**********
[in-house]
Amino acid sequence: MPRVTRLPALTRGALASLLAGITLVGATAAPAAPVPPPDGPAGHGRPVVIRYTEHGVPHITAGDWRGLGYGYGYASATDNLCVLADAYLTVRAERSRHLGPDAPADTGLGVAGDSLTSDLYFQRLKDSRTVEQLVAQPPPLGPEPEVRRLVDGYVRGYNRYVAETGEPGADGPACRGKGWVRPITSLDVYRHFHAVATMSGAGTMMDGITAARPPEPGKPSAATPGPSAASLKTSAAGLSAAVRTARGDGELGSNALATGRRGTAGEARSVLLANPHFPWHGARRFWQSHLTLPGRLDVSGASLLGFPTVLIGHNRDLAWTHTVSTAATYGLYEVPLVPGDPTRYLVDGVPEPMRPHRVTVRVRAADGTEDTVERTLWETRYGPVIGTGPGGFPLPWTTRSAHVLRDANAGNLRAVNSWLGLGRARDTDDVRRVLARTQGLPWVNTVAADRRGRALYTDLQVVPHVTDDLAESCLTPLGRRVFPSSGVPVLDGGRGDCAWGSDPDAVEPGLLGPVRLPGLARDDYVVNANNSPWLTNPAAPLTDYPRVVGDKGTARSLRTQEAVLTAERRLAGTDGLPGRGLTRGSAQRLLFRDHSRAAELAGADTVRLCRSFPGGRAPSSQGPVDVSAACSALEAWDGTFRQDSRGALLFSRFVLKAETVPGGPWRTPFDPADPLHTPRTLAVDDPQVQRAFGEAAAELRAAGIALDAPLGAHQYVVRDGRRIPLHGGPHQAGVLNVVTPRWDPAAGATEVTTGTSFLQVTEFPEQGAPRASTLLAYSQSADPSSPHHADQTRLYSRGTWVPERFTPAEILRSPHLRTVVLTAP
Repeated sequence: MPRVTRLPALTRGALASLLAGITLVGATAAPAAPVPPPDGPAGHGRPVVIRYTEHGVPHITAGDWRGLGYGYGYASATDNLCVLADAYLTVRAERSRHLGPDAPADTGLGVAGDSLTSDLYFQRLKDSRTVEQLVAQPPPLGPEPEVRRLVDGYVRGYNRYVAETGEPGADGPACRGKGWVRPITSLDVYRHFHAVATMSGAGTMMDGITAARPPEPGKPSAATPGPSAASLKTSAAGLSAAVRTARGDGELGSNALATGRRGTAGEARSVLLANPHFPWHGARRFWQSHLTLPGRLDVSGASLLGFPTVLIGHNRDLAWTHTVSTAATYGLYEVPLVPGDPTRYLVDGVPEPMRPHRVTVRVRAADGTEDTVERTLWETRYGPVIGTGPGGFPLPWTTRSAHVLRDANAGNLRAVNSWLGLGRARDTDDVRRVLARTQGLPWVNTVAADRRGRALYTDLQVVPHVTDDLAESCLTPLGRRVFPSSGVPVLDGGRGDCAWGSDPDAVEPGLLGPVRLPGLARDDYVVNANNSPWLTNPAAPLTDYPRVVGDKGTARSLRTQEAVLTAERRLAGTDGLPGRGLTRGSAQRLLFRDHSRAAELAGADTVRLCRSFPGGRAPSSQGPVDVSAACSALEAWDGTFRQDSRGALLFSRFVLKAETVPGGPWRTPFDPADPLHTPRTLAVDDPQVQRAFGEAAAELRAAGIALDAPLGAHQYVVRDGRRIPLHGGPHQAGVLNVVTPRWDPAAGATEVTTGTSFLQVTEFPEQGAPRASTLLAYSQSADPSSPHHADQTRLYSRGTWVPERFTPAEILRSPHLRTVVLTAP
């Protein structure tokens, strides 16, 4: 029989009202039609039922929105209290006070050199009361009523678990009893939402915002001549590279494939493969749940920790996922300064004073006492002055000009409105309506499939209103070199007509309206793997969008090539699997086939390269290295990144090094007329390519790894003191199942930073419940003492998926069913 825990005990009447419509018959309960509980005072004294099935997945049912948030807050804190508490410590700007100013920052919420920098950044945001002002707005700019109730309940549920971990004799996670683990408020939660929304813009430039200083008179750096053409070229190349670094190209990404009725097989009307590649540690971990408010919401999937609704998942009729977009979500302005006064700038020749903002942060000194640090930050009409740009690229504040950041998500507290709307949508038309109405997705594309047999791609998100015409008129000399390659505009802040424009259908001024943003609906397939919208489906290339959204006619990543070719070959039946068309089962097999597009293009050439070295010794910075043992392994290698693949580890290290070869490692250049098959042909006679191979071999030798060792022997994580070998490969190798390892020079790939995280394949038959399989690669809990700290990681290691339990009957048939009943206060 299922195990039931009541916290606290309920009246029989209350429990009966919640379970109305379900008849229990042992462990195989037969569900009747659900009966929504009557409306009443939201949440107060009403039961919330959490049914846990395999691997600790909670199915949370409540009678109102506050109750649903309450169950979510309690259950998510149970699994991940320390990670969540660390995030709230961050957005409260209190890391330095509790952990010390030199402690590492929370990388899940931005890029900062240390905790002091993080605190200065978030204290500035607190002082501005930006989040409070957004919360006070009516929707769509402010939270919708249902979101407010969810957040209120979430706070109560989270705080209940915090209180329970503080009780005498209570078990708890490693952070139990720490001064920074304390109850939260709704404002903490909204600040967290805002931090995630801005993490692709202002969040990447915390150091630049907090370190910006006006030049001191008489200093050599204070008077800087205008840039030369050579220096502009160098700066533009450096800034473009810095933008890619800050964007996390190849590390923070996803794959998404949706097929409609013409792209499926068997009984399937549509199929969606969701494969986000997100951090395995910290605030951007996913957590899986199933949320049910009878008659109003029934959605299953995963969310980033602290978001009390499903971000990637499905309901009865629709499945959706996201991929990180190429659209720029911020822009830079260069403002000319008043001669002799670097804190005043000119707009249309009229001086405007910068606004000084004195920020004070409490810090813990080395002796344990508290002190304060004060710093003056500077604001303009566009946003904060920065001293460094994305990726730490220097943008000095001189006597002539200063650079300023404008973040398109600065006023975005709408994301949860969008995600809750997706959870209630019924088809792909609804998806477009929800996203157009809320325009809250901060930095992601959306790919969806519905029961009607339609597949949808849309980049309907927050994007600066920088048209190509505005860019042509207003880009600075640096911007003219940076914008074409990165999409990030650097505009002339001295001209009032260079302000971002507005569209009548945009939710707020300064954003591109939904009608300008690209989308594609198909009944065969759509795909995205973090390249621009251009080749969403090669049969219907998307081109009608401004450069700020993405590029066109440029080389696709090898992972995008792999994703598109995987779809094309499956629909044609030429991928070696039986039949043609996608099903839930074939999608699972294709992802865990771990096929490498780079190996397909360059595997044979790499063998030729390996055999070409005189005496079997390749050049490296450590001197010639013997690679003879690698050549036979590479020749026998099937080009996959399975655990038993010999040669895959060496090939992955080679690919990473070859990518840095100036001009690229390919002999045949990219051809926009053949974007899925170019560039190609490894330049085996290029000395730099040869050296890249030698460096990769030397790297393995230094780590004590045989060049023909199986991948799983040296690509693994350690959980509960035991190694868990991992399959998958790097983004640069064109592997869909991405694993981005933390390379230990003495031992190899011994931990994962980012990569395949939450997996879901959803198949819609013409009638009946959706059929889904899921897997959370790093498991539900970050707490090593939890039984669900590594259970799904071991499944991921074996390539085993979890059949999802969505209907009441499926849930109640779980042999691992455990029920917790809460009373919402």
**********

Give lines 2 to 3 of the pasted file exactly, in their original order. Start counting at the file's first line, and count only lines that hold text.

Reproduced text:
Amino acid sequence: MPRVTRLPALTRGALASLLAGITLVGATAAPAAPVPPPDGPAGHGRPVVIRYTEHGVPHITAGDWRGLGYGYGYASATDNLCVLADAYLTVRAERSRHLGPDAPADTGLGVAGDSLTSDLYFQRLKDSRTVEQLVAQPPPLGPEPEVRRLVDGYVRGYNRYVAETGEPGADGPACRGKGWVRPITSLDVYRHFHAVATMSGAGTMMDGITAARPPEPGKPSAATPGPSAASLKTSAAGLSAAVRTARGDGELGSNALATGRRGTAGEARSVLLANPHFPWHGARRFWQSHLTLPGRLDVSGASLLGFPTVLIGHNRDLAWTHTVSTAATYGLYEVPLVPGDPTRYLVDGVPEPMRPHRVTVRVRAADGTEDTVERTLWETRYGPVIGTGPGGFPLPWTTRSAHVLRDANAGNLRAVNSWLGLGRARDTDDVRRVLARTQGLPWVNTVAADRRGRALYTDLQVVPHVTDDLAESCLTPLGRRVFPSSGVPVLDGGRGDCAWGSDPDAVEPGLLGPVRLPGLARDDYVVNANNSPWLTNPAAPLTDYPRVVGDKGTARSLRTQEAVLTAERRLAGTDGLPGRGLTRGSAQRLLFRDHSRAAELAGADTVRLCRSFPGGRAPSSQGPVDVSAACSALEAWDGTFRQDSRGALLFSRFVLKAETVPGGPWRTPFDPADPLHTPRTLAVDDPQVQRAFGEAAAELRAAGIALDAPLGAHQYVVRDGRRIPLHGGPHQAGVLNVVTPRWDPAAGATEVTTGTSFLQVTEFPEQGAPRASTLLAYSQSADPSSPHHADQTRLYSRGTWVPERFTPAEILRSPHLRTVVLTAP
Repeated sequence: MPRVTRLPALTRGALASLLAGITLVGATAAPAAPVPPPDGPAGHGRPVVIRYTEHGVPHITAGDWRGLGYGYGYASATDNLCVLADAYLTVRAERSRHLGPDAPADTGLGVAGDSLTSDLYFQRLKDSRTVEQLVAQPPPLGPEPEVRRLVDGYVRGYNRYVAETGEPGADGPACRGKGWVRPITSLDVYRHFHAVATMSGAGTMMDGITAARPPEPGKPSAATPGPSAASLKTSAAGLSAAVRTARGDGELGSNALATGRRGTAGEARSVLLANPHFPWHGARRFWQSHLTLPGRLDVSGASLLGFPTVLIGHNRDLAWTHTVSTAATYGLYEVPLVPGDPTRYLVDGVPEPMRPHRVTVRVRAADGTEDTVERTLWETRYGPVIGTGPGGFPLPWTTRSAHVLRDANAGNLRAVNSWLGLGRARDTDDVRRVLARTQGLPWVNTVAADRRGRALYTDLQVVPHVTDDLAESCLTPLGRRVFPSSGVPVLDGGRGDCAWGSDPDAVEPGLLGPVRLPGLARDDYVVNANNSPWLTNPAAPLTDYPRVVGDKGTARSLRTQEAVLTAERRLAGTDGLPGRGLTRGSAQRLLFRDHSRAAELAGADTVRLCRSFPGGRAPSSQGPVDVSAACSALEAWDGTFRQDSRGALLFSRFVLKAETVPGGPWRTPFDPADPLHTPRTLAVDDPQVQRAFGEAAAELRAAGIALDAPLGAHQYVVRDGRRIPLHGGPHQAGVLNVVTPRWDPAAGATEVTTGTSFLQVTEFPEQGAPRASTLLAYSQSADPSSPHHADQTRLYSRGTWVPERFTPAEILRSPHLRTVVLTAP